cabinet of wonders: Namahage demon sweets in Akita


I picked up a few packs of these Namahage (生剥) demon sweets while I was in Akita for a conference.  In Akita Prefecture, especially in the Oga Peninsula area, Namahage appear on New Year’s Eve and make their visits to local houses where they scare the children and accept handouts of the local sake.  Here’s a great description of the festival from Hideo Haga’s 1970 book, Japanese Folk Festivals Illustrated:

In Japan kami [deities] visit villages at each seasonal festival.  Many celebrations are held for kami who visit between the last day of the year and the dawn of the 1st Day.  On the Oga peninsula in Akita red and blue demons come to farmhouses.  The demons groan frightfully, pound on the door, and enter, shouting, “Are there any spoilt cry-babies or lazy brides here?”  Then they search the house.  Dressed in his best, the farmer greets them and declares there are no spoilt cry-babies nor lazy brides.  He serves them sake [rice wine] and food.  After the refreshments the demons go next door.

Since it wasn’t New Year’s Eve, I didn’t get a chance to see the Namahage running around pounding on doors, getting drunk, and making the children cry.  However, I did get to take home a couple of packs of these traditional demon-faced sweets, which are simply made up of grain and sweetener, formed into a hard cake.  The flavor is kind of like a delicious cereal, perhaps like Weetabix if it came pre-sweetened and was hardened into the form of a toothsome miniature biscuit.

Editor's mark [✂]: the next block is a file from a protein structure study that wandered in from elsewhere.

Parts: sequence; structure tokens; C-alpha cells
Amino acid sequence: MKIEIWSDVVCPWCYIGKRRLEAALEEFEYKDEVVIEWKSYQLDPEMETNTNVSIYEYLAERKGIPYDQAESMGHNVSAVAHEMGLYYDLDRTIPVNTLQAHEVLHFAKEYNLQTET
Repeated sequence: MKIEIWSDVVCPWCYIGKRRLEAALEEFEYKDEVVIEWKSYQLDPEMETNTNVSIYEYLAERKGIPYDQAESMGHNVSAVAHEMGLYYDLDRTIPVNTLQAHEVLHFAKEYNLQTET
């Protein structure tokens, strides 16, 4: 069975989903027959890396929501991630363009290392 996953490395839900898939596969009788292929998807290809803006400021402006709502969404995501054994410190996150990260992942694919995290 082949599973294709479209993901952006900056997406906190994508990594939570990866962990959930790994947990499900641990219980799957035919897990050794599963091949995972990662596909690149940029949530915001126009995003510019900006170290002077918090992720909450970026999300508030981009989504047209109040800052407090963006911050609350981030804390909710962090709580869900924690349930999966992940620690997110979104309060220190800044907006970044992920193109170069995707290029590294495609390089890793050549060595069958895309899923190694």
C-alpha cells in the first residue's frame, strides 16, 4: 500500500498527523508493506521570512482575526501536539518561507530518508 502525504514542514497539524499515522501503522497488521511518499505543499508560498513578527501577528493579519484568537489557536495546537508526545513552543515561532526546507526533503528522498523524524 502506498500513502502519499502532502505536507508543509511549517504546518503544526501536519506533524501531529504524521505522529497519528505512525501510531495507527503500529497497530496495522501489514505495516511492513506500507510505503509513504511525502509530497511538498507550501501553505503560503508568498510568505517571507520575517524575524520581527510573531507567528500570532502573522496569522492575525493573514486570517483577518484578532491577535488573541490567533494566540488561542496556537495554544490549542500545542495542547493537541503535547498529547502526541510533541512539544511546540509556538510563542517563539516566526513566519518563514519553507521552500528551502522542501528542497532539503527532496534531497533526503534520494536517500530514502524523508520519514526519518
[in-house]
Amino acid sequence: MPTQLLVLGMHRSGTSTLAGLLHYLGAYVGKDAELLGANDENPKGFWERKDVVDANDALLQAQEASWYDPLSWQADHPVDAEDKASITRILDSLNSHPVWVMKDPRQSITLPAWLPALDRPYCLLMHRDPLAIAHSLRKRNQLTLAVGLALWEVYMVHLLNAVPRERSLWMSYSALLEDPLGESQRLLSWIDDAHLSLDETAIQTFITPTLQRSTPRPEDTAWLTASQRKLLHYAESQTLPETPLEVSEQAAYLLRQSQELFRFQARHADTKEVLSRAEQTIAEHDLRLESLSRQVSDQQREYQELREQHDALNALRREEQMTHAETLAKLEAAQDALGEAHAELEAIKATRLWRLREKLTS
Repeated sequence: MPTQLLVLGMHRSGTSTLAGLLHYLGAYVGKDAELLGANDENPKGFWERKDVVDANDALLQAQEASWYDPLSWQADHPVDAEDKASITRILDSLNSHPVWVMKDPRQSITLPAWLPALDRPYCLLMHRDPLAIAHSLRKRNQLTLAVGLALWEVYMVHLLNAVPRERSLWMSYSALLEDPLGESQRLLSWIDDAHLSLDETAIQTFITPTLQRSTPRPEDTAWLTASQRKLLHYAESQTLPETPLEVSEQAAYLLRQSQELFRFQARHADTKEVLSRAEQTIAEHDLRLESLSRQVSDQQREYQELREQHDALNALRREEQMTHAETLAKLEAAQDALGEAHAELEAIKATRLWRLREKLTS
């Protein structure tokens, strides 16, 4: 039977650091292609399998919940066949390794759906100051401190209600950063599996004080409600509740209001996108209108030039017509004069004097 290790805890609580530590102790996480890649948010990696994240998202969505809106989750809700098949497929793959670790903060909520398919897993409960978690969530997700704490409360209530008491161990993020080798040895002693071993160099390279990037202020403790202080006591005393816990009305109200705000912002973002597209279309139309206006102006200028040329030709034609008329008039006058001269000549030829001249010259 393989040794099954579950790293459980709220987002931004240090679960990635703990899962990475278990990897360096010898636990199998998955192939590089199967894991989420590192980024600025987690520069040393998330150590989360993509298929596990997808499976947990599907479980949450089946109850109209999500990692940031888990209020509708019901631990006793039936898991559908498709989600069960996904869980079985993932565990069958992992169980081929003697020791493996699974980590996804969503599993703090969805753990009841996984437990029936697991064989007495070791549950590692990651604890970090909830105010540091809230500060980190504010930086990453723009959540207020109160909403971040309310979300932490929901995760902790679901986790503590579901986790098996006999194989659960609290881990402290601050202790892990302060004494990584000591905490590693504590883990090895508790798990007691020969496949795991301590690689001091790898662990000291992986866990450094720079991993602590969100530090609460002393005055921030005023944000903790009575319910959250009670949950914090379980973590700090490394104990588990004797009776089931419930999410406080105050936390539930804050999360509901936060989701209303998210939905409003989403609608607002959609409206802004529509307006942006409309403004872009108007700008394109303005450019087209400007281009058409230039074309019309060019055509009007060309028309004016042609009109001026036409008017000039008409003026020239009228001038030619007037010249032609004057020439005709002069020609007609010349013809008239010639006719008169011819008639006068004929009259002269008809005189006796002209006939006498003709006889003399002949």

Although it wasn’t New Year’s Eve, some friends and I did end up encountering this pair of Namahage in the streets of Akita city after downing plenty of Akita nihonshu (日本酒, i.e. “sake”) at a local izakaya.  I think that they were there to promote Akita culture and crafts to visiting tourists who had come to Akita for the long weekend, but it’s a bit hard to be sure since I’m not very fluent in demon, as it turns out.

I’d love to come back to Akita for the New Year celebrations and run around drunk and loony in the snowy night with demons, get a very mild case of frostbite in the big toe on my left foot, spend a few days recovering in a warm farmhouse with a lazy bride, and, once recovered, join the Namahage in a bit of wild taiko drumming.

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